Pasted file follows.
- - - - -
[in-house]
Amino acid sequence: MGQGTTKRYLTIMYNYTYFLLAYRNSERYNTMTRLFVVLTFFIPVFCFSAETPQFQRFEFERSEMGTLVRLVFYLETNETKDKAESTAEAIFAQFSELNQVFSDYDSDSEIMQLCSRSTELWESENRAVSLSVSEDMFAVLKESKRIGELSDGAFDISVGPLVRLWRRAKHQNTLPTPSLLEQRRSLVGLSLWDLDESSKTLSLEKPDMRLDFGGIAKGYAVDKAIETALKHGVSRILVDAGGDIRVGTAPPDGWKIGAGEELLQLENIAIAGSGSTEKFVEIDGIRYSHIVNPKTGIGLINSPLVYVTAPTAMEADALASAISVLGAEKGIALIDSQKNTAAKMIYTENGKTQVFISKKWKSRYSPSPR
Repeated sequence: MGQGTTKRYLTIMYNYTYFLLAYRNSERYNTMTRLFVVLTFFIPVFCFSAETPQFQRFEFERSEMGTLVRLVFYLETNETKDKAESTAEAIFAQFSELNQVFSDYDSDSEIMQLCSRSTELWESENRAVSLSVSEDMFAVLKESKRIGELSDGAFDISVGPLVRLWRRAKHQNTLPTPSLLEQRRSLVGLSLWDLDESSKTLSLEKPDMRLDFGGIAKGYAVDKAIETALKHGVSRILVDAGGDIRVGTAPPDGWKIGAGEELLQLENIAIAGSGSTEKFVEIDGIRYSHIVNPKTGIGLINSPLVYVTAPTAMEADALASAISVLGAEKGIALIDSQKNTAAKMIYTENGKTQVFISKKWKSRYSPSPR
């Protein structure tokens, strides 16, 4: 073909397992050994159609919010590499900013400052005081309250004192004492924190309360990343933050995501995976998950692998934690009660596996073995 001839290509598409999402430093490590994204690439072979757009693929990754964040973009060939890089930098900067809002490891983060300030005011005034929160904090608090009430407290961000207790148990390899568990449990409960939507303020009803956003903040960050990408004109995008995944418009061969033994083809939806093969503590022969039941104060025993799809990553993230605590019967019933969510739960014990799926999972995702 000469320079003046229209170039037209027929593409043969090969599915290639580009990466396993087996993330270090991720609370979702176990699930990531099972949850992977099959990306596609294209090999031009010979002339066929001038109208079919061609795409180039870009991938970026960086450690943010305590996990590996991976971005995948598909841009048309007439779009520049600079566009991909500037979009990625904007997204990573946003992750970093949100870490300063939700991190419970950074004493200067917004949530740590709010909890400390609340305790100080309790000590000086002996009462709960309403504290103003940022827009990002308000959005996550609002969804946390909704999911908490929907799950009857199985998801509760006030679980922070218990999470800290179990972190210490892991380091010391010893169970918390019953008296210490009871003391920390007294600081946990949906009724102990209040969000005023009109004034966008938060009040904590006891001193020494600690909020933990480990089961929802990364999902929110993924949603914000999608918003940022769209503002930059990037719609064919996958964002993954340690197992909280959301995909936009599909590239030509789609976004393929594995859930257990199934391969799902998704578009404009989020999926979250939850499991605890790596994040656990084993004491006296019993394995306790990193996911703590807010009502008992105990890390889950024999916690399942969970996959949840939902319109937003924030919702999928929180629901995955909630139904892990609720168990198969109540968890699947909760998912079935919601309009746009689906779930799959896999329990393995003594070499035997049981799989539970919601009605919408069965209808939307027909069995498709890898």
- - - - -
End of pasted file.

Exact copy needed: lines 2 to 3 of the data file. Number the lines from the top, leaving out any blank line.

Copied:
Amino acid sequence: MGQGTTKRYLTIMYNYTYFLLAYRNSERYNTMTRLFVVLTFFIPVFCFSAETPQFQRFEFERSEMGTLVRLVFYLETNETKDKAESTAEAIFAQFSELNQVFSDYDSDSEIMQLCSRSTELWESENRAVSLSVSEDMFAVLKESKRIGELSDGAFDISVGPLVRLWRRAKHQNTLPTPSLLEQRRSLVGLSLWDLDESSKTLSLEKPDMRLDFGGIAKGYAVDKAIETALKHGVSRILVDAGGDIRVGTAPPDGWKIGAGEELLQLENIAIAGSGSTEKFVEIDGIRYSHIVNPKTGIGLINSPLVYVTAPTAMEADALASAISVLGAEKGIALIDSQKNTAAKMIYTENGKTQVFISKKWKSRYSPSPR
Repeated sequence: MGQGTTKRYLTIMYNYTYFLLAYRNSERYNTMTRLFVVLTFFIPVFCFSAETPQFQRFEFERSEMGTLVRLVFYLETNETKDKAESTAEAIFAQFSELNQVFSDYDSDSEIMQLCSRSTELWESENRAVSLSVSEDMFAVLKESKRIGELSDGAFDISVGPLVRLWRRAKHQNTLPTPSLLEQRRSLVGLSLWDLDESSKTLSLEKPDMRLDFGGIAKGYAVDKAIETALKHGVSRILVDAGGDIRVGTAPPDGWKIGAGEELLQLENIAIAGSGSTEKFVEIDGIRYSHIVNPKTGIGLINSPLVYVTAPTAMEADALASAISVLGAEKGIALIDSQKNTAAKMIYTENGKTQVFISKKWKSRYSPSPR